July 20, 2019 — For the second year in a row, fishing for wild fall Chinook salmon will be restricted in coastal rivers, due to poor escapement in 2018 and poor forecasted returns this year.
Most of these temporary regulations will be in effect from Aug. 1 through Dec. 31, though a few don’t start until Sept. 16 or Oct. 1.
Bag limits vary by basin, and a few rivers and creeks will be closed entirely, due to expected low water conditions (until flows increase later in the fall).
“Due to poor runs last year and low forecasts for this year, we need to take steps to protect these wild populations,” said Christine Mallette, ODFW’s Ocean Salmon Technical Resources Manager. “We appreciate anglers’ understanding and their input to the proposed conservation measures that were discussed with different coastal communities during six public meetings earlier this summer.”
Most anglers who attended expressed support for ODFW’s proposed conservation measures.
Poor out-migration and ocean conditions in recent years, particularly higher than normal water temperatures, are likely the reason for low Chinook salmon returns. Drought conditions while rearing in their native streams and lingering effects of the blob (large mass of warm water in the Pacific Ocean) both contributed to poor survival.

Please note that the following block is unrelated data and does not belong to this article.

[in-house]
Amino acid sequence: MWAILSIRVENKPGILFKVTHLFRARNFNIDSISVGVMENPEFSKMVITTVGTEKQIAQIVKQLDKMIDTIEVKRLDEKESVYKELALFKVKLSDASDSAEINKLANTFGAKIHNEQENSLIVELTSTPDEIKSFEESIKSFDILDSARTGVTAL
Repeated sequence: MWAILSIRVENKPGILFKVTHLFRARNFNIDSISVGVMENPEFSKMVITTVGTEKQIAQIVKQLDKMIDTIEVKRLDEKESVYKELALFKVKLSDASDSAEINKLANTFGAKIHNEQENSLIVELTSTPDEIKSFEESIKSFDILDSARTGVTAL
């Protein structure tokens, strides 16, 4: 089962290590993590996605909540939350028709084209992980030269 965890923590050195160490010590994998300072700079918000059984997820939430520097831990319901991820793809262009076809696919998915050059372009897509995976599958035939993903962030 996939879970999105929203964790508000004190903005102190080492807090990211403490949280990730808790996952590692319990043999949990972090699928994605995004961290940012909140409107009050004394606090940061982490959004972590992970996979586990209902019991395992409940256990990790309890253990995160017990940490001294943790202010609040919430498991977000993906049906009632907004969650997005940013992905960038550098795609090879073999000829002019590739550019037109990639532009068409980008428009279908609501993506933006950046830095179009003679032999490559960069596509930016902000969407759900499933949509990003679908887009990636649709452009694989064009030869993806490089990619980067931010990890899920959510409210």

“Longtime anglers will be familiar with the ups and downs of salmon and steelhead abundance due to the cyclical nature of their runs,” said Mallette. “While we believe salmon runs will improve, we need to implement additional conservation measures now to protect Oregon’s wild fall Chinook salmon into the future.”
Note these restrictions on adult wild Chinook daily and season bag limits do not apply to fin-clipped hatchery fish, which will add additional angling opportunity to several coastal basins.
In these areas, anglers may harvest adult hatchery Chinook salmon until the daily bag limit of 2 has been met. (In areas open for adult wild Chinook salmon harvest with the temporary bag limit, no more than 1 wild adult Chinook salmon may be harvested per day as part of the daily bag limit.)
The daily limit for jack Chinook salmon (hatchery or wild) remains 5 fish per day and does not count towards the adult daily limit. However, once the adult daily limit is harvested, anglers cannot con-tinue to fish for jack salmon.
Although wild returns are expected to be poor for most of Oregon’s coast, forecasted Chinook salmon returns to the Rogue and Umpqua rivers are good this year, so permanent regulations will be in effect this fall.
Low flow angling closures on the South Coast may be lifted when Chinook salmon have distributed and forecasted flows are expected to remain high enough to allow fish to migrate. These improved conditions are expected for early to mid-November and are based on his-torical river flows.
Hatchery coho salmon fishing in the ocean has also been excellent this year, which is mainly driven by abundant Columbia River stocks. However, ODFW has not proposed any coastal in-river fisheries for wild coho salmon this year, due to low forecasted returns.